© Reuters. FILE PHOTO: A man looks at a fully-electric bus built by electric van and bus maker Arrival Ltd, which has seen a spike in interest due to looming fossil-fuel vehicle bans, in Banbury, Britain, February 23, 2021. REUTERS/Nick Carey
By Nick Carey
LONDON (Reuters) – British electric van and bus maker Arrival said on Friday it had missed its third-quarter target to start van production because of supply chain problems, but was on target to meet its goals for the end of 2022.
“The supply chain is broken and we’re a new company,” chief executive Denis Sverdlov told Reuters. “We are going through our own production hell … but we expect we can go through this much quicker than traditional companies.”
Elon Musk, CEO of Tesla (NASDAQ:), famously complained of “production hell” as the electric carmaker struggled to scale up the manufacturing of its mass-market Model 3 sedan.
Arrival and other commercial electric vehicle (EV) startups are burning through cash as they race to bring vans or trucks to market before the funds run out or customers choose to buy from legacy automakers instead.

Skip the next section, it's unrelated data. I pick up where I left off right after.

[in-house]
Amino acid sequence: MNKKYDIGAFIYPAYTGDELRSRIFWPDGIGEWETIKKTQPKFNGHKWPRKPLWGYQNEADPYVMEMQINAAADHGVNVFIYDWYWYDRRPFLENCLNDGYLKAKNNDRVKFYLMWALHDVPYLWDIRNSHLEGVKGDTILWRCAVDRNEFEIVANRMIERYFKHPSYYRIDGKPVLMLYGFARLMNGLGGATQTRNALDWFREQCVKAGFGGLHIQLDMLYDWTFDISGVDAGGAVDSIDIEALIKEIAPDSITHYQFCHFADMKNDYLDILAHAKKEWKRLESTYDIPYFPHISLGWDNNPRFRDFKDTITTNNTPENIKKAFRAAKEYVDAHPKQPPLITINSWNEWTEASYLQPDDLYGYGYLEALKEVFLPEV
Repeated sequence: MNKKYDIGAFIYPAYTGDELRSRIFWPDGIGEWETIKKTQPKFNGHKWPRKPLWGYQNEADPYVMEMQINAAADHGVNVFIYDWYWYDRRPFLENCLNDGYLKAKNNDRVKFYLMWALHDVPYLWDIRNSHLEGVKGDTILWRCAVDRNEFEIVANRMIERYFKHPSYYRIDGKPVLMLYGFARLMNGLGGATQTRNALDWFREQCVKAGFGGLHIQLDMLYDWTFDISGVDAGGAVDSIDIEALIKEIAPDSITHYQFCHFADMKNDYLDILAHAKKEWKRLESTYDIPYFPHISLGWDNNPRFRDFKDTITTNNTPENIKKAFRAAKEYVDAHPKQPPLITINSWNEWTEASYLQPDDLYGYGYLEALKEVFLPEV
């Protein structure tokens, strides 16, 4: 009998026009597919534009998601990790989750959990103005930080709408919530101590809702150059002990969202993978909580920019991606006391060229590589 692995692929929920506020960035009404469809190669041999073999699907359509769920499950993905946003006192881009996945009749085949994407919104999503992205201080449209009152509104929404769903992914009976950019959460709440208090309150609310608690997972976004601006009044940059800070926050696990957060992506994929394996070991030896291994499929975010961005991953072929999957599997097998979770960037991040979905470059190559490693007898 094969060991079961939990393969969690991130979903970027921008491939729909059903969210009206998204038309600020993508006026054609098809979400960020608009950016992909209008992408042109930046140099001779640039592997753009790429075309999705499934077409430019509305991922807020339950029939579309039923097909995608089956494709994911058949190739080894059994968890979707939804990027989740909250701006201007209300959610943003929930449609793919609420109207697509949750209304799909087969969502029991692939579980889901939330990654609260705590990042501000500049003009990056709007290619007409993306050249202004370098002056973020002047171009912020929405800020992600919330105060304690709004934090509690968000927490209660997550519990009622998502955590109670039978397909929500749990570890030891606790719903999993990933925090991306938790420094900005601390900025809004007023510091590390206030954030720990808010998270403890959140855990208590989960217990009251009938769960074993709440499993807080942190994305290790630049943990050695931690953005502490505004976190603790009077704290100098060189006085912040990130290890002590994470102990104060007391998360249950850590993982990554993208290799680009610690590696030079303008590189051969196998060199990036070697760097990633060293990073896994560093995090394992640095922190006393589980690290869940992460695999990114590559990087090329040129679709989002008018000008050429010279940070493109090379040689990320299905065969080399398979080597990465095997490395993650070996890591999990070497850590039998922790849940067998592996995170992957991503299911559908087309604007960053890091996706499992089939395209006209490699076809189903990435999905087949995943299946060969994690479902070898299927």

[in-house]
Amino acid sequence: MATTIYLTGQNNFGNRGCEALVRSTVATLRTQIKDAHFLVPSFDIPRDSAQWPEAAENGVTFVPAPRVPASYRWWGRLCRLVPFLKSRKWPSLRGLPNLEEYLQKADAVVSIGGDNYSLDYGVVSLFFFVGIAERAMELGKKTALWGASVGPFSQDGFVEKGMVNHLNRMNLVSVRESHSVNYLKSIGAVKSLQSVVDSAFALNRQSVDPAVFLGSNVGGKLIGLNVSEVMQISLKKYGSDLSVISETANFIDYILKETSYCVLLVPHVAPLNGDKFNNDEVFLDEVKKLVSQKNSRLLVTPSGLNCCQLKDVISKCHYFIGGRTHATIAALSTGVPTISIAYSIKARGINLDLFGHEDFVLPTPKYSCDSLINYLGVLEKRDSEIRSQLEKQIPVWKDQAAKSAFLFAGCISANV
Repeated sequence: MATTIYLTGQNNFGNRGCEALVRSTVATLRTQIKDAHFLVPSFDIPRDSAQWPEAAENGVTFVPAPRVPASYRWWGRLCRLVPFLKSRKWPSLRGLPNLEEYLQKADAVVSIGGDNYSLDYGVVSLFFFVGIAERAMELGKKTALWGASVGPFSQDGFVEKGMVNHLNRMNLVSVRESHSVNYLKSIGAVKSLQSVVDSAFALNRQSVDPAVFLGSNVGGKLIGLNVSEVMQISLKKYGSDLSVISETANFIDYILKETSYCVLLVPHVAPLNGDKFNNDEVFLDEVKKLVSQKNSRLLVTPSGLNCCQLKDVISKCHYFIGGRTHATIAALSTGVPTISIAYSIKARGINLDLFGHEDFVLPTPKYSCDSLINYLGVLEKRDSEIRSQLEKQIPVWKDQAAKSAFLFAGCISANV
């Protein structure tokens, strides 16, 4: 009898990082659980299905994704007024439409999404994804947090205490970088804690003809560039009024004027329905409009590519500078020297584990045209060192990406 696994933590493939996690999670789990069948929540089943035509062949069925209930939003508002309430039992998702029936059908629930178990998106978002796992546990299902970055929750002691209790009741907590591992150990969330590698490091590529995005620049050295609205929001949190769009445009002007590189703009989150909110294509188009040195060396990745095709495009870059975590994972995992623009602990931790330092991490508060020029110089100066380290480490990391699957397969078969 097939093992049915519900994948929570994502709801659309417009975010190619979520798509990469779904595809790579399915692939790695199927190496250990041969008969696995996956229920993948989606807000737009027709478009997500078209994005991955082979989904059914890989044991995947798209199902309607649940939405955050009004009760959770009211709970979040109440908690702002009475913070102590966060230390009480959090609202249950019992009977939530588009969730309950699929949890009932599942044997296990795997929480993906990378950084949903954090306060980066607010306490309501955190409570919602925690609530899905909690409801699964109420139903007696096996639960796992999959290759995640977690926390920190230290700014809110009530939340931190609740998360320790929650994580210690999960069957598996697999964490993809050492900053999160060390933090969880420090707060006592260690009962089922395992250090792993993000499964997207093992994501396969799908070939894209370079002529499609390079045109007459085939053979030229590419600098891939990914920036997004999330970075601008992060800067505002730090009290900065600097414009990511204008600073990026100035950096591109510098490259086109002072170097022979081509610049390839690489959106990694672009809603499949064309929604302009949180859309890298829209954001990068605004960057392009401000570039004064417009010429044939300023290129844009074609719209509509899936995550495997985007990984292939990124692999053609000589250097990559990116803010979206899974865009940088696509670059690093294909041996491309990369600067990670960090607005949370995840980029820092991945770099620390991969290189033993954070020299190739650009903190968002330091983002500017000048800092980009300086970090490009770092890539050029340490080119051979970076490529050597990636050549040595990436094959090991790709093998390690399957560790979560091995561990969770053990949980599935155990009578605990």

In July, Arrival said it would reorganise its business, possibly resulting in up to a 30% reduction in its workforce. In August, the company said it would delay spending on its bus project as it seeks fresh funds.
By the end of the third quarter, Arrival said it had managed to build a “production verification vehicle” at its British “microfactory” in Bicester and would still deliver 20 vans to customers by the end of 2022 as previously announced.
Arrival still does not expect to book any revenue in 2022.
Like many within the auto industry, Arrival said it had experienced supply chain problems, including securing supplies of metal, and parts such as lights and wire harnesses.
Arrival said it still expected to generate revenue in 2023 and would need to raise capital for its second van microfactory in Charlotte, North Carolina, which will focus mostly on fulfilling an order from package delivery company UPS for up to 10,000 vans.